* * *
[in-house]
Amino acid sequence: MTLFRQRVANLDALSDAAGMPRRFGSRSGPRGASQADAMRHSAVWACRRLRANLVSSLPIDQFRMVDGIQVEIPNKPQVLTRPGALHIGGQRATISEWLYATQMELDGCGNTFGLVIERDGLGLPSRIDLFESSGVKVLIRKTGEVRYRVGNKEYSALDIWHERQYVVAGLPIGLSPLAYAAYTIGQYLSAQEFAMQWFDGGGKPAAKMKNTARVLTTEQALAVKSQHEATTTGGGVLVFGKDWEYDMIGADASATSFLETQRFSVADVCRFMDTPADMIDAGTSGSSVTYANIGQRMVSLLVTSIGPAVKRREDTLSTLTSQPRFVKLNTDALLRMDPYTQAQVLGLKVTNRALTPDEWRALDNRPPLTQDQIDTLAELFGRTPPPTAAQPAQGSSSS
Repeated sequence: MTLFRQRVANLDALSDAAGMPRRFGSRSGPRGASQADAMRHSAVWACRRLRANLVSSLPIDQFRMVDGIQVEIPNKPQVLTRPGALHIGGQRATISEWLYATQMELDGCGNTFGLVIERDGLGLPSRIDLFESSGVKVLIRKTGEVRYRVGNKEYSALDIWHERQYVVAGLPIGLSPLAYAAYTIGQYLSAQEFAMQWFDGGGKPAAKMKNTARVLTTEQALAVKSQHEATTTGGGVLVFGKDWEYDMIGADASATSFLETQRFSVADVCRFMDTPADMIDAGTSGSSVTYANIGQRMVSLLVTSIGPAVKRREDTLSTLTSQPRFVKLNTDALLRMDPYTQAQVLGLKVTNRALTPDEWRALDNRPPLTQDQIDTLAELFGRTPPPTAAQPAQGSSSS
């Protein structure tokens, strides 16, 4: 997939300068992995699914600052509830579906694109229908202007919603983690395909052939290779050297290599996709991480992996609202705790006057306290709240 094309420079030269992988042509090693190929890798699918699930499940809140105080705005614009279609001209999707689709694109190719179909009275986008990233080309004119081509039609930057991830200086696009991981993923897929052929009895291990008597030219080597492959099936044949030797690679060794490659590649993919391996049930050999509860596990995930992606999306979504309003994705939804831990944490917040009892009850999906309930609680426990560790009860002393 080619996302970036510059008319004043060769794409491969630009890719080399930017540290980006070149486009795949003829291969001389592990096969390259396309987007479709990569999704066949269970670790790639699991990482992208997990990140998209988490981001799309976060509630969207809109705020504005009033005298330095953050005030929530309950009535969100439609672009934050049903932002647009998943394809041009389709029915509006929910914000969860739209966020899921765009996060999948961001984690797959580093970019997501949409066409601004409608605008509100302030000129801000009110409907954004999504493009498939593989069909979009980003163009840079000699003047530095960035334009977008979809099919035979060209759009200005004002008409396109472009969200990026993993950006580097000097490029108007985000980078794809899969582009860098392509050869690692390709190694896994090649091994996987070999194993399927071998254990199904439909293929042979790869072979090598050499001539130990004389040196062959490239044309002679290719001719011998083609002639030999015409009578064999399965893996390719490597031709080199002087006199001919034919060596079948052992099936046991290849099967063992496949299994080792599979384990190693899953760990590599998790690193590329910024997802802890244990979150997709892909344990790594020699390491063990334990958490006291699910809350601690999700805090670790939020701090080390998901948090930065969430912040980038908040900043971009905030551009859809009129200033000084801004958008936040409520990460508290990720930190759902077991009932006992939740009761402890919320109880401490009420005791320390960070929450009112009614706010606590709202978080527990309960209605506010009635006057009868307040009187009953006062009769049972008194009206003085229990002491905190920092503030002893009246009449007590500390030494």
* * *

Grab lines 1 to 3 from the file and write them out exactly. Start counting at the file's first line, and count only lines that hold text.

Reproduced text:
[in-house]
Amino acid sequence: MTLFRQRVANLDALSDAAGMPRRFGSRSGPRGASQADAMRHSAVWACRRLRANLVSSLPIDQFRMVDGIQVEIPNKPQVLTRPGALHIGGQRATISEWLYATQMELDGCGNTFGLVIERDGLGLPSRIDLFESSGVKVLIRKTGEVRYRVGNKEYSALDIWHERQYVVAGLPIGLSPLAYAAYTIGQYLSAQEFAMQWFDGGGKPAAKMKNTARVLTTEQALAVKSQHEATTTGGGVLVFGKDWEYDMIGADASATSFLETQRFSVADVCRFMDTPADMIDAGTSGSSVTYANIGQRMVSLLVTSIGPAVKRREDTLSTLTSQPRFVKLNTDALLRMDPYTQAQVLGLKVTNRALTPDEWRALDNRPPLTQDQIDTLAELFGRTPPPTAAQPAQGSSSS
Repeated sequence: MTLFRQRVANLDALSDAAGMPRRFGSRSGPRGASQADAMRHSAVWACRRLRANLVSSLPIDQFRMVDGIQVEIPNKPQVLTRPGALHIGGQRATISEWLYATQMELDGCGNTFGLVIERDGLGLPSRIDLFESSGVKVLIRKTGEVRYRVGNKEYSALDIWHERQYVVAGLPIGLSPLAYAAYTIGQYLSAQEFAMQWFDGGGKPAAKMKNTARVLTTEQALAVKSQHEATTTGGGVLVFGKDWEYDMIGADASATSFLETQRFSVADVCRFMDTPADMIDAGTSGSSVTYANIGQRMVSLLVTSIGPAVKRREDTLSTLTSQPRFVKLNTDALLRMDPYTQAQVLGLKVTNRALTPDEWRALDNRPPLTQDQIDTLAELFGRTPPPTAAQPAQGSSSS